Pump The Brakes: Our “Hereditary” Excitement
Let’s think about this rationally.
Ten years ago, back in Austin, I remember laying in my sketchy first apartment in college with my laptop drawn up close to my face. I was squinting at some tiny text on the rabbit hole webpages of the very first Cloverfield ARG (alternate reality game). Ever since I heard that the monster movie was in production, shrouded in secrecy, full of mysteries and clues scattered over the internet. What’s Slush-O? Why are they doing deep sea drilling? Is the monster mutated ocean bacteria?! I was hooked. This of course amplified my excitement for the film even more. I was trying to wrap my brain around the Cloverfield puzzle, and the hype became deafening. When it was finally released though, I was let down. Why? Because the film could never reach the expectations that I had already set in my head, months of anticipation fueling me.
And that sucked. It wasn’t until years later that I finally watched the film again and could appreciate it as a fun American monster movie, full of eye popping gags, and one of the best utilization of the found footage aesthetic at the time. We get caught up in the hype train so hard sometimes that we can’t make out the forest for the trees, and it just leads to disappointment. And it keeps happening. Every year, one or two movies come out that gets dragged through the public forum, declared as “the scariest movie ever!”. You know the films: The Conjuring (2013), The Babadook (2014), It Follows (2015), The Witch (2016), and recently Get Out (2017). And with Sundance currently underway in Park City, it was only a matter of time until we started hearing the rumbling for this years contender, and it looks like we have our one: Hereditary.
To briefly summarize the minute information we have on the movie.: The film is about a family dealing with the death of their reclusive grandmother, but her influence still has profound effects on their family and as they are besieged by terrors they must delve into the darkest places to combat the “fate they’ve inherited”. The film is written and directed by up and comer Ari Aster, with a cast featuring Toni Collette, Gabriel Byrne, Ann Dowd, and Alex Wolff. The only other information available, outside of the reviews (see below) is from the IMDB page, which lists a few supporting cast members as “Worshipers” and “Cult Members” which clues us in at least to the subgenre of the film. And ya know what? I’m excited AF. Toni Collette and especially Ann Dowd are some of the finest working actors today and always bring something nuanced and excited to their roles, especially in genre work (Krampus and Compliance, respectively) and the story has insane promise, especially if they are rooting into the rarely touched Satanic Panic sub genre. Being excited is good! But you know really spooks me:
This is by no ways a means of taking away from Aster’s work or the critical eye of those that have already viewed the movie, but while in the short term these hyperbolic declarations will ultimately be good for Hereditary to build word of mouth, I am most afraid of how this will effect the film in the long term. Now remember, we have no way of seeing the film yet. While it is destined for distribution, it’ll be months before we even hear a release date. So that means as audiences we get to sit and muse about the fact that apparently the scariest movie in years is just out there in the ether. This will give our imaginations plenty of time to fill in the blanks for what we think this movie is going to be apart from what it is. Again, we haven’t even seen a clip yet, but the internet is already a-buzz. The hype train has left the station. By critics using this type of language in their headlines, that it’s the most terrifying movie in ages, they already have made the expectations impossibly high.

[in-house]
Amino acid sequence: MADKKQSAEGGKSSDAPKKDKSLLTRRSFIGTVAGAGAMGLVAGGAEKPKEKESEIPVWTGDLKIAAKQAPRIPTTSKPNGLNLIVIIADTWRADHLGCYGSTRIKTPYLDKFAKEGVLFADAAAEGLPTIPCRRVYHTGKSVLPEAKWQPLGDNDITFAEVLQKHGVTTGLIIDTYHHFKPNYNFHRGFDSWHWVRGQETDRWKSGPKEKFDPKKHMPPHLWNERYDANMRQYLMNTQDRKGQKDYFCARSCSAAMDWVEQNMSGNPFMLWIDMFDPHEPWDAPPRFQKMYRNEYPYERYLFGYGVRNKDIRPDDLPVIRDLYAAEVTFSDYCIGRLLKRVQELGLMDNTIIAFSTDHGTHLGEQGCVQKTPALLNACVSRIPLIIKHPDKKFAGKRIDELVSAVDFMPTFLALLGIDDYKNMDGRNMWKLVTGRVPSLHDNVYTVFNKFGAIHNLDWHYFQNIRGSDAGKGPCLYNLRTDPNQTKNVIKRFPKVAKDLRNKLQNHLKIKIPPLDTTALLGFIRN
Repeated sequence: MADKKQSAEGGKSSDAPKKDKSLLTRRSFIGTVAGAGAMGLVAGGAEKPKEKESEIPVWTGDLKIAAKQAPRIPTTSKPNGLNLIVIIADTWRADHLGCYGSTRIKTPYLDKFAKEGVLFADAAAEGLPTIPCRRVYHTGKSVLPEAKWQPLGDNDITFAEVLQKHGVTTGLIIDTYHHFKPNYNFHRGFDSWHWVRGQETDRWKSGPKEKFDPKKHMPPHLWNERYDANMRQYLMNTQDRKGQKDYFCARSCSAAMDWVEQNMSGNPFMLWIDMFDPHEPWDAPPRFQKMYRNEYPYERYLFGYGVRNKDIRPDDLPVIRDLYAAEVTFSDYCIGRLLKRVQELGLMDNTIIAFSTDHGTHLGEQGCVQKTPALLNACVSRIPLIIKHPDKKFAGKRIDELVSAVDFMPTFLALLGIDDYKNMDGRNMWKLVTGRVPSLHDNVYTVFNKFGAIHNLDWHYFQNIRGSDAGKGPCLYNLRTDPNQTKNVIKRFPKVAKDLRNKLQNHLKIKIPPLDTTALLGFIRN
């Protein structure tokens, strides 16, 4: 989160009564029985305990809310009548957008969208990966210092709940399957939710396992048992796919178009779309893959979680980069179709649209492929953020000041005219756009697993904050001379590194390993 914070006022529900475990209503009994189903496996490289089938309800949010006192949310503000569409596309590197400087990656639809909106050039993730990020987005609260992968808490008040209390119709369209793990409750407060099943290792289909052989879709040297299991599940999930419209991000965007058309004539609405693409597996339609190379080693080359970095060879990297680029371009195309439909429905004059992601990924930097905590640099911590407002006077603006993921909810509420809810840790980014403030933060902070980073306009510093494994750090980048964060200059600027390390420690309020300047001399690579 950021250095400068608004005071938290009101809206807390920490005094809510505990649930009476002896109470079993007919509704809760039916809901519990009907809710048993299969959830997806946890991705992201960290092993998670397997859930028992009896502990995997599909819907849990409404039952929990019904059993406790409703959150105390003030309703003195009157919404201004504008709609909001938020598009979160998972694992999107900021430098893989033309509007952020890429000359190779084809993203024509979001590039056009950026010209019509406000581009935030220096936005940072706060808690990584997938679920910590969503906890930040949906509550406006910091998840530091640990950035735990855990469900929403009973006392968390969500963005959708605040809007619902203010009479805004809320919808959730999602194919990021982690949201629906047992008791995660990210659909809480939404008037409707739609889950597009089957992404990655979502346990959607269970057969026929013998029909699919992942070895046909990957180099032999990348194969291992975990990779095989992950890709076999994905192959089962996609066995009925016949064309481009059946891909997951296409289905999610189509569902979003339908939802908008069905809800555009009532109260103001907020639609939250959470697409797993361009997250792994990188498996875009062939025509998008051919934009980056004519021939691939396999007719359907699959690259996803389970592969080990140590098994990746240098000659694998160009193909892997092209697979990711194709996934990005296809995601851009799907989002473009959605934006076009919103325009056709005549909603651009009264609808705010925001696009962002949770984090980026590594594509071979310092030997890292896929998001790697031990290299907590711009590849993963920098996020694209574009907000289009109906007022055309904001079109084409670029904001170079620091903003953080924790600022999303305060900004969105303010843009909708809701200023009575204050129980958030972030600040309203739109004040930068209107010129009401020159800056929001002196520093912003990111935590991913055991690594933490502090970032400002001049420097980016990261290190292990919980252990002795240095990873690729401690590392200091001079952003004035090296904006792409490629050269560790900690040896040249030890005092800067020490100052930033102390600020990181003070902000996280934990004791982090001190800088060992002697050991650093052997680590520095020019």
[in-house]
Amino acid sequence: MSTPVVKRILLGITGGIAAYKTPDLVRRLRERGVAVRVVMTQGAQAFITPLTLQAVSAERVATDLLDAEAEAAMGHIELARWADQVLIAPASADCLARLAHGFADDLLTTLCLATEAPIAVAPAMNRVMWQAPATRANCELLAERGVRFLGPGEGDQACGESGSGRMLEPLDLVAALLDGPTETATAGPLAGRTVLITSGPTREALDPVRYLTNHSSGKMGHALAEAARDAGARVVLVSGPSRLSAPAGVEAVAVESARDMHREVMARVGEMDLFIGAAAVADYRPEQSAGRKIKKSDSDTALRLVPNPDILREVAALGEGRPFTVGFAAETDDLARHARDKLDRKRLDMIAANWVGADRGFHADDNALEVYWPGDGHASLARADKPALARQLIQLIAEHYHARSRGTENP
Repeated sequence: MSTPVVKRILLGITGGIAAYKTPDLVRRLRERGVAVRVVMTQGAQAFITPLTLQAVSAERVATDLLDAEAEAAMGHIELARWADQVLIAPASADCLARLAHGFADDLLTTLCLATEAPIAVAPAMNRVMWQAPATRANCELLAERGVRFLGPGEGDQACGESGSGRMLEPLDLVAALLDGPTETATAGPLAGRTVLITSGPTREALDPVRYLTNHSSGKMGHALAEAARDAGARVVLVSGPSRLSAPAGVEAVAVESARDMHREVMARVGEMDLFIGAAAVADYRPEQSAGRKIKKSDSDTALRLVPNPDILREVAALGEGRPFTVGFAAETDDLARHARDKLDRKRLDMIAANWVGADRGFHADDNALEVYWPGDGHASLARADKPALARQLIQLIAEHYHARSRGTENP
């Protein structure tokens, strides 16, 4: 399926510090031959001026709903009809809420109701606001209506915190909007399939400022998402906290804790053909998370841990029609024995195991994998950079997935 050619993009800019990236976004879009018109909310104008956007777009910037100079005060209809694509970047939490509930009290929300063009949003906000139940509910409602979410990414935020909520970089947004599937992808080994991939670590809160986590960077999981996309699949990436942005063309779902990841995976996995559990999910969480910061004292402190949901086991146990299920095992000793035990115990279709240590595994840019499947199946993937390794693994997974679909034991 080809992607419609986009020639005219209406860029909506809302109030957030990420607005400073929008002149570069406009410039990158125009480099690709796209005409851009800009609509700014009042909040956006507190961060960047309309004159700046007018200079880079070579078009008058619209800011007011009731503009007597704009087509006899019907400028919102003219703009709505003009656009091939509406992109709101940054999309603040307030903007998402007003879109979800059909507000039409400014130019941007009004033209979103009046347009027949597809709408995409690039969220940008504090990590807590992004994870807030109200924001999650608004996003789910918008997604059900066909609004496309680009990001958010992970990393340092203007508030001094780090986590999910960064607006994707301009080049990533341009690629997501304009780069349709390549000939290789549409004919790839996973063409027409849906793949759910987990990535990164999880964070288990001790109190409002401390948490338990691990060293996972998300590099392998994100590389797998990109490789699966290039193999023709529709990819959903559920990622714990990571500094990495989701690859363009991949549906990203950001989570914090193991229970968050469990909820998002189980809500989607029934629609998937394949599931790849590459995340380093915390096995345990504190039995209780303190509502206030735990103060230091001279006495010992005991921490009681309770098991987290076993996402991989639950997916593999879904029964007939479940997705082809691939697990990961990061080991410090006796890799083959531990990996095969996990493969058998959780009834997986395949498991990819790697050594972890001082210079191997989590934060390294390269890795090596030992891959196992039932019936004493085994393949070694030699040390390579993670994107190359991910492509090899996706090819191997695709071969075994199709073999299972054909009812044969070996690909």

But we can’t blame the critics for reacting the way that they have. I still cannot fathom what it must have felt like to stumble into Sundance Midnight when The Blair Witch Project debuted. If you strip away everything we know about Blair Witch now and put ourselves in someone elses snowboots in 1999, just imagine! Before found footage was reviled, before the endless parodies and spoofs, there was a movie that absolutely petrified an unsuspective audience. I do not think that the critics are purposefully using hyperbolic language to steer a narrative about the film, they were just blindsided by how effective the film is just like you or I would be. But, keep in mind, for the rest of us that weren’t in that room where it happened...we don’t get to have that experience of walking in blind, having our worlds rocked. Already we will be walking in to this film with expectations, no matter how hard we try to put a kibosh on them. We don’t like to admit it, but we all do. And that’s a problem, because its these expectations that lead us to the inevitable think pieces in six months like “Why Hereditary ISN’T the scariest movie in ages!” or “Is Hereditary really even a horror movie?” The expectations that this early hype has angled for us, I guarantee, will ultimately divide horror and casual audiences alike.
All of this is to say, we should be excited about a film like Hereditary and the countless other front runners for “Best Horror of 2018” that will emerge from the festival circuit. But we beg you, we beseech you, we plead with you! Take all of this language with a grain of salt. It may be the “scariest film in ages”, it may not be, but if we expect it to be the movie that our minds are already scripting...we will always be disappointed.